The prestage is just where all the vehicles gather, then you are moved over to the staging area, which is a single ez-up area. This area is approx 50 yards from the course. when they are ready for a vehicle, they let the vehicle under its own power move to the course start, which for the short course is right on the course. Then they are released from there. Once that vehicle leaves, then the next vehicle can go over to that area and wait for the signal that they can start the run.

Now, there are some who tow their vehicles, and do not have a turning radius to go from staging to the start line, without making a very huge circle. Some need to unload on the start line, point their vehicle down the course and go.

These vehicles would be the last one of the groups of 10 to make a run. They should be able to goto the start line and start unloading, while they are running the other vehicles in the group.

If runs takes 3 minutes per run, and you have 8 people on the short course staging area, then a person who has to unload from trailer and was last one of that group to go, has effectively approx 20 minutes to be ready. More then enough time. I can unload my bike, put leathers on, put ice in intercooler tank, start the bike and be ready to run 5-10 minutes max. So there is ample time to do this.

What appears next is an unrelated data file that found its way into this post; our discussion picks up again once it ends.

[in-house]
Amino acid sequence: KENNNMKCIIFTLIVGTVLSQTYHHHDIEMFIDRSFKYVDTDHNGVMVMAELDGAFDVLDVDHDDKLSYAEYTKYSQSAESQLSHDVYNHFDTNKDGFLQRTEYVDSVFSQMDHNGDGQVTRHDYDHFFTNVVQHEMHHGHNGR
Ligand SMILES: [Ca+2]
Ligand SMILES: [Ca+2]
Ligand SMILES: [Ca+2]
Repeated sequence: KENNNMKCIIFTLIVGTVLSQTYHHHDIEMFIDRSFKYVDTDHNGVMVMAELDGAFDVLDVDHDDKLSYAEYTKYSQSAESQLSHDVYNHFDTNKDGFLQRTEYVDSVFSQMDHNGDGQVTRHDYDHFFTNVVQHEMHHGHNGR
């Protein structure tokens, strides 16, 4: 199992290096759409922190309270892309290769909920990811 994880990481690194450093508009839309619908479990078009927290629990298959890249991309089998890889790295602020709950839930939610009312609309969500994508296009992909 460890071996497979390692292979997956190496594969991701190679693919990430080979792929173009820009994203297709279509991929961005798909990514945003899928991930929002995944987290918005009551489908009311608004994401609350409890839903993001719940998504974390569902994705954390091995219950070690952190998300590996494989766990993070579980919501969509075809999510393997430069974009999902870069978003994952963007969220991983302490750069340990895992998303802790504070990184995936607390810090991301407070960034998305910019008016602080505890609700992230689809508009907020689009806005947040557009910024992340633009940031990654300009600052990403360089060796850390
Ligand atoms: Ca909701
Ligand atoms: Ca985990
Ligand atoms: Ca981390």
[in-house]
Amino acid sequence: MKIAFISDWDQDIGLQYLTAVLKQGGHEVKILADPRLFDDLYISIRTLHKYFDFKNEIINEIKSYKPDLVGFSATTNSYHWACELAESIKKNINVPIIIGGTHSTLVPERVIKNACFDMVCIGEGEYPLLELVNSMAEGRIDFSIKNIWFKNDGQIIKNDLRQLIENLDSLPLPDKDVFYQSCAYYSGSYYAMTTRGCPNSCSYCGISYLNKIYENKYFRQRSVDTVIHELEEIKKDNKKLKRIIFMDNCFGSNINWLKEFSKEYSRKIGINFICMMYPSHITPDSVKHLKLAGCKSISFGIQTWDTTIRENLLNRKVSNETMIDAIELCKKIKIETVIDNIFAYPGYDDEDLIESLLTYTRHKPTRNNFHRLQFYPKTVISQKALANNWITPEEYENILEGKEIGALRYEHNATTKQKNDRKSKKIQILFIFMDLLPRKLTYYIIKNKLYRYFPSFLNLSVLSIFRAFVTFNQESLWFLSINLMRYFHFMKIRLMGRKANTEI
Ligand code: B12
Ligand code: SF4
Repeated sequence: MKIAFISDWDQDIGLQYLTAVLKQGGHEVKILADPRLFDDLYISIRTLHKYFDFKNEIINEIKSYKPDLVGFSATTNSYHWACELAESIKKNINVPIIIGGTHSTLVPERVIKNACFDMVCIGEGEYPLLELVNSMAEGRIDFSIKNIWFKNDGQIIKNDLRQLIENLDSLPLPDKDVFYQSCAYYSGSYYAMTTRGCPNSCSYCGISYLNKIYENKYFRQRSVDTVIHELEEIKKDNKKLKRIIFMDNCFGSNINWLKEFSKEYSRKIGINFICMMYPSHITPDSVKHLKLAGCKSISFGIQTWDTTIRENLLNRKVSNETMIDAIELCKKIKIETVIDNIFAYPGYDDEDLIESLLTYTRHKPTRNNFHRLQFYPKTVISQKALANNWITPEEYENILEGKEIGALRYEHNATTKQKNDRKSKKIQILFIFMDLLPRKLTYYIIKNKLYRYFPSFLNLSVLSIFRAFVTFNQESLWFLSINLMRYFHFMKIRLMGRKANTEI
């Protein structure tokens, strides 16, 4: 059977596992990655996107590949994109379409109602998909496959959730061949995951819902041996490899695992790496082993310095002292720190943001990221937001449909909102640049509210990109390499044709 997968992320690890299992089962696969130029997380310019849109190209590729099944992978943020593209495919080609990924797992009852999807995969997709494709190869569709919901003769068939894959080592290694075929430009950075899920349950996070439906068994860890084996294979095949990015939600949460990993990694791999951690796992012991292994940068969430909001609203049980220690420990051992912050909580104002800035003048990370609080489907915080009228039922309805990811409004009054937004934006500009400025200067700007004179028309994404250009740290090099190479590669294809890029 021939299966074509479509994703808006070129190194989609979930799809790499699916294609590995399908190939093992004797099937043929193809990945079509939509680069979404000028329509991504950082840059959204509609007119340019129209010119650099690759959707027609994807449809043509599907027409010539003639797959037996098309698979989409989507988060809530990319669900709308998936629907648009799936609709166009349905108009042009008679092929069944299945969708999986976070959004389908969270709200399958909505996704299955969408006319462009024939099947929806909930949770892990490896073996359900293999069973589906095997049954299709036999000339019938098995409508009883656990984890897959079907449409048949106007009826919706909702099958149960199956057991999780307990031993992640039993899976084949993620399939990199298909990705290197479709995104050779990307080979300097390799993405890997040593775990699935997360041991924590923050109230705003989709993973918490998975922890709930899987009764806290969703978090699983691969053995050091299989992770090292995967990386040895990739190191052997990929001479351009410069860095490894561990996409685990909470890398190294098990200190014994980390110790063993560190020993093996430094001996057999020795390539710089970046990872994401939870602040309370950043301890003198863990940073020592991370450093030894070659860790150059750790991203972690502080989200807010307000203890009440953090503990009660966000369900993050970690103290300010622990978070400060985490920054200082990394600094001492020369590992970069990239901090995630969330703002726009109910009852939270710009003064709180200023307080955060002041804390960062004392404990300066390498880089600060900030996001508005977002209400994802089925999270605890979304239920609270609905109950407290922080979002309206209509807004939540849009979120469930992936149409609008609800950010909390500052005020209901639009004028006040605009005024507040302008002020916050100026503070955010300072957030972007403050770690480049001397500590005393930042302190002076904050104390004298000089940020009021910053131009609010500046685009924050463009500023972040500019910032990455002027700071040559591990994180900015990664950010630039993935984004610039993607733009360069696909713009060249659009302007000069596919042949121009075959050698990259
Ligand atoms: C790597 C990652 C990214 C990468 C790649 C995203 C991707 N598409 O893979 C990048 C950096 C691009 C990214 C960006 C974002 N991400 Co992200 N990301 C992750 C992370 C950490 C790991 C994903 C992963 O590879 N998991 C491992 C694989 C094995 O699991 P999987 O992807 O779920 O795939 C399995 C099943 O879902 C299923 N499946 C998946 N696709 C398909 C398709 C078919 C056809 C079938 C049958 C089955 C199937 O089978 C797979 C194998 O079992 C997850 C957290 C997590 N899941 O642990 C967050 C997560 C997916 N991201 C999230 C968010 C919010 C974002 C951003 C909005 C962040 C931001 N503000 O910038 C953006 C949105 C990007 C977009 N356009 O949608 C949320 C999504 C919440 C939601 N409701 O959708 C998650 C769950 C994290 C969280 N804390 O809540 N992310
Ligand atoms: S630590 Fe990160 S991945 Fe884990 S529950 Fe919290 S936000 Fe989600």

Jon
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JackD
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« Reply #21 on: September 20, 2007, 04:04:27 PM »

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« Last Edit: September 20, 2007, 04:27:25 PM by landracing » Logged